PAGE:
Adult friends are, on average, more genetically similar than random pairs from the population (13).Genetic similarity among friendship networks is important for at least two reasons.Whether this sorting of like with like arises from historical patterns of migration, meso-level social structures in modern society, or individual-level selection of similar peers remains unsettled.
We linked these genetic data with social network information from the original school-based surveys along with information about personal characteristics and social environments accumulated across Add Health follow-up waves.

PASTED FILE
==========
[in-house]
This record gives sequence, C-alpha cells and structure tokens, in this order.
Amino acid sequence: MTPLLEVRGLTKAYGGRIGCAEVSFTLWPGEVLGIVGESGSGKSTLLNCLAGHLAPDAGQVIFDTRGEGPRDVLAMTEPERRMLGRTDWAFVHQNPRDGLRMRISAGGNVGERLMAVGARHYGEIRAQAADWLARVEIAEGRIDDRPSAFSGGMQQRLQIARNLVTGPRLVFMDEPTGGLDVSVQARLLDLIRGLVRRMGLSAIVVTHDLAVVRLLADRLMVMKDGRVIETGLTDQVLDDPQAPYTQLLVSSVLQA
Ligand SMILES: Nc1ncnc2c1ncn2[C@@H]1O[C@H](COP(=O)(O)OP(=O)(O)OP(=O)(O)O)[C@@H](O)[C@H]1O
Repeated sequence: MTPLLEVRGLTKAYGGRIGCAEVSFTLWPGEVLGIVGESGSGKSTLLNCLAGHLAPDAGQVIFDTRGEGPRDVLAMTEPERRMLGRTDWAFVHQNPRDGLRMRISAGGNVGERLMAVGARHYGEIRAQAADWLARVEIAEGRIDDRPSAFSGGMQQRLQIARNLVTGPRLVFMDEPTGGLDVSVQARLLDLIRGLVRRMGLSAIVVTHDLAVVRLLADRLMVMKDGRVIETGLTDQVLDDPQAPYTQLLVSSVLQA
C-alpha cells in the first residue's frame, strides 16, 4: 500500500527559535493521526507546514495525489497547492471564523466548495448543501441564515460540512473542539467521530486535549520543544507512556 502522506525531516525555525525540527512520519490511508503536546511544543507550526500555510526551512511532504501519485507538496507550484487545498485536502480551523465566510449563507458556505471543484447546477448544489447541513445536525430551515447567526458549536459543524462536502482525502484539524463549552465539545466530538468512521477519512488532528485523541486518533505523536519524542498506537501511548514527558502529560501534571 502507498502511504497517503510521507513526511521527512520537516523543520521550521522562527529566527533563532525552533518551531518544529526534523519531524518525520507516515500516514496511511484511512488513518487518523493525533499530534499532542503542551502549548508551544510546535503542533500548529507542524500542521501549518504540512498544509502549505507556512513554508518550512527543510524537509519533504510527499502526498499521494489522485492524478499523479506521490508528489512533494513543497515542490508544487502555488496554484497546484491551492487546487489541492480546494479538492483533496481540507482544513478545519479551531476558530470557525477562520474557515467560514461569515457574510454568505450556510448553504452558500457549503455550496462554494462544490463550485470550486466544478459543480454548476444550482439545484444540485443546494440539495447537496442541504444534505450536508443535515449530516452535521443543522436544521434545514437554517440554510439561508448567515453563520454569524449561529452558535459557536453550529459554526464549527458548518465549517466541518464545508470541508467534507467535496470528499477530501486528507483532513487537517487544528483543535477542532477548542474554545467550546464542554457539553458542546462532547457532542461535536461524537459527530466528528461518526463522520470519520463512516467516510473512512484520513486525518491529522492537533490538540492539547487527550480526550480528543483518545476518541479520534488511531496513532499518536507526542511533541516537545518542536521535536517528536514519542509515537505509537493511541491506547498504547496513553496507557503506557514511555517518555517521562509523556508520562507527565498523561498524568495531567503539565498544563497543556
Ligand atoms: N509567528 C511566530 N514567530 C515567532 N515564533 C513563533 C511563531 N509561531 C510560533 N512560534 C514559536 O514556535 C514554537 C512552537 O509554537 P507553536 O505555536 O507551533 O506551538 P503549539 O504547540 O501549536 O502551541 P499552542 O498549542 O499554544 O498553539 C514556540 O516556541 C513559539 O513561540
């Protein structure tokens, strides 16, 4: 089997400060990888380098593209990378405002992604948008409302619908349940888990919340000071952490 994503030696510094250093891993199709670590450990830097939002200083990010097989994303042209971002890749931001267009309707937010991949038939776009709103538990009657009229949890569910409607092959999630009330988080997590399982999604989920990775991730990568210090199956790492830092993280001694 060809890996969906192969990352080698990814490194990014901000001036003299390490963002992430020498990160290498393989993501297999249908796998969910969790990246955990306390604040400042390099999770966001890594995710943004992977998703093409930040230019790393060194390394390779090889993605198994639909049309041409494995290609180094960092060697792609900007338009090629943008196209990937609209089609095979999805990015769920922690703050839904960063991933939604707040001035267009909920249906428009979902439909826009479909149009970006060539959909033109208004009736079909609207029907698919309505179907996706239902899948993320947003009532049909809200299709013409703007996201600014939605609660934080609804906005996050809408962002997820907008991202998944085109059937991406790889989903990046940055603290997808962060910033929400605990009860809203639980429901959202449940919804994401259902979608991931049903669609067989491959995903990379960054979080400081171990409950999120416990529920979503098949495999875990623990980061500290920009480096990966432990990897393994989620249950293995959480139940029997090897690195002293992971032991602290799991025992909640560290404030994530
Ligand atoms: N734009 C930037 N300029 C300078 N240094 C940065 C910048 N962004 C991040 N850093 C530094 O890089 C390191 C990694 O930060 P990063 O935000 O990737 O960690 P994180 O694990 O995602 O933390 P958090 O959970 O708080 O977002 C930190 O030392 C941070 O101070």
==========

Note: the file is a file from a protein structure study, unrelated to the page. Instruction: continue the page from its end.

This subtle genetic similarity was observed across the entire genome and at sets of genomic locations linked with specific traits—educational attainment and body mass index—a phenomenon we term “social–genetic correlation.” We also find evidence of a “social–genetic effect” such that the genetics of a person’s friends and schoolmates influenced their own education, even after accounting for the person’s own genetics.
Humans tend to form social relationships with others who resemble them.
However, even modest genetic homogamy can have implications for statistical and medical genetic models of inheritance and social models of spousal effects (10–12).
Marriage is not the only social grouping to evidence genetic selection.